May 22, 2017
Summertime Stress? Getting The Kids through Summer Vacation during a Break-up
Whether you are divorcing or separating, it’s not easy to break up. It’s hard to focus on anything but the decisions required to separate from your partner. You are overloaded with decisions about splitting up the assets and debts, custody, living accommodations and planning for the future. In fact, it’s so stressful that daily activities like cooking, cleaning, working and even taking care of the kids sometimes happen on auto-pilot. [>
Use Summer Vacation for “Me and My Kids” Time
But summer vacation and caretaking arrangements are two things that really require your focus. In most instances, your children desperately want things to go back to normal. Instead they are faced with change. Their reaction may range from frustration and anger to withdrawal or anti-social behavior.
The summer school break, on top of the family situation, really throws a monkey wrench into your children’s routine. Consider using a summer vacation to observe how well your kids are dealing with the family situation. Spending time in a relaxed atmosphere can be an opportunity for you as a parent to be there when they need you.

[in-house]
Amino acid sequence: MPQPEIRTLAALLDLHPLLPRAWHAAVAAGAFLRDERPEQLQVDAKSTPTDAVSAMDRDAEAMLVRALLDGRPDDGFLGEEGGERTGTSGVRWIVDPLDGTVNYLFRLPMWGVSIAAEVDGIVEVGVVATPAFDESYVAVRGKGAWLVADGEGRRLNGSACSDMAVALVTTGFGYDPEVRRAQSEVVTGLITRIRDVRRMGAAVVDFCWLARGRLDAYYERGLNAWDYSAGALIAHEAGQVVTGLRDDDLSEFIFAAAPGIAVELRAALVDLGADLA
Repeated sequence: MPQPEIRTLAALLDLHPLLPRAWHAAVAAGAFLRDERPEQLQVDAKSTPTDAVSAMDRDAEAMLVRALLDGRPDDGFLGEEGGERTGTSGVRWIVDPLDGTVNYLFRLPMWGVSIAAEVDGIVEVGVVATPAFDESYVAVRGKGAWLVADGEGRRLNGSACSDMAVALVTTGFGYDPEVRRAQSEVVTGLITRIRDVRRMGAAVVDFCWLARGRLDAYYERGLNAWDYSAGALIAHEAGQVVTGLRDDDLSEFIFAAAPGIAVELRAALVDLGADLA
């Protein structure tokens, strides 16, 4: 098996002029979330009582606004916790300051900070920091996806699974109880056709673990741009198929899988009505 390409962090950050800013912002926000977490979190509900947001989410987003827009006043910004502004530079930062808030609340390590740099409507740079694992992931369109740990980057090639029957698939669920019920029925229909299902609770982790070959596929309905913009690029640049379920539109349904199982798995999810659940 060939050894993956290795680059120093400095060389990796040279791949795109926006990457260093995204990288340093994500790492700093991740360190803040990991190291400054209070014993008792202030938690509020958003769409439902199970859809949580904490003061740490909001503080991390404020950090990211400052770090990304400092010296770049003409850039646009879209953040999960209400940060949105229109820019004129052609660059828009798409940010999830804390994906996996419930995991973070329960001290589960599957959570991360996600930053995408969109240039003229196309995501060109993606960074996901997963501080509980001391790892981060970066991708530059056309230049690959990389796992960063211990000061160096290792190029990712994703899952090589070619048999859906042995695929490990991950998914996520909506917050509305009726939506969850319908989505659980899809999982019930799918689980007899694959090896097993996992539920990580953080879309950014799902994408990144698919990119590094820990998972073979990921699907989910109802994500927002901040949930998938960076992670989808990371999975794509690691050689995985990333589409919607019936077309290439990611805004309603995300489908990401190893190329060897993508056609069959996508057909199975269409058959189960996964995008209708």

Involve the kids when making your plans. Ask them what they want to do, what they want to learn or with whom they would like to spend time? You make the ultimate decision of course. But their input will provide you with the best way to make everyone feel included, safe and important.
Choose Caretakers Wisely
When it comes to caretaking, your choice will depend on your children’s ages. YMCA, church, dance or sports camps, a visit to a favorite relative, a babysitter or a live-in au pair are possible options.
Observe your child’s interaction when selecting a caretaker. The caretaker-child relationship is a two-way street, so weigh each of these interactions equally. Kids are often very honest when giving feedback, so ask them what they think.
Always check references for any service, camp or individual that you retain to supervise your children. Contact previous employers or campers to determine if the environment is supportive of their needs during this time. Drop in on them unannounced from time to time and ask them how they are enjoying their summer activity, camp or babysitter.
Although this is an anxious time for you and your kids, taking the time to make a solid summer plan that keeps you in contact with them and gives them opportunities to focus their energy on new experiences can reduce some of the stress and uncertainty about their new ‘family’ life.
©2017 Alpha Center for Divorce Mediation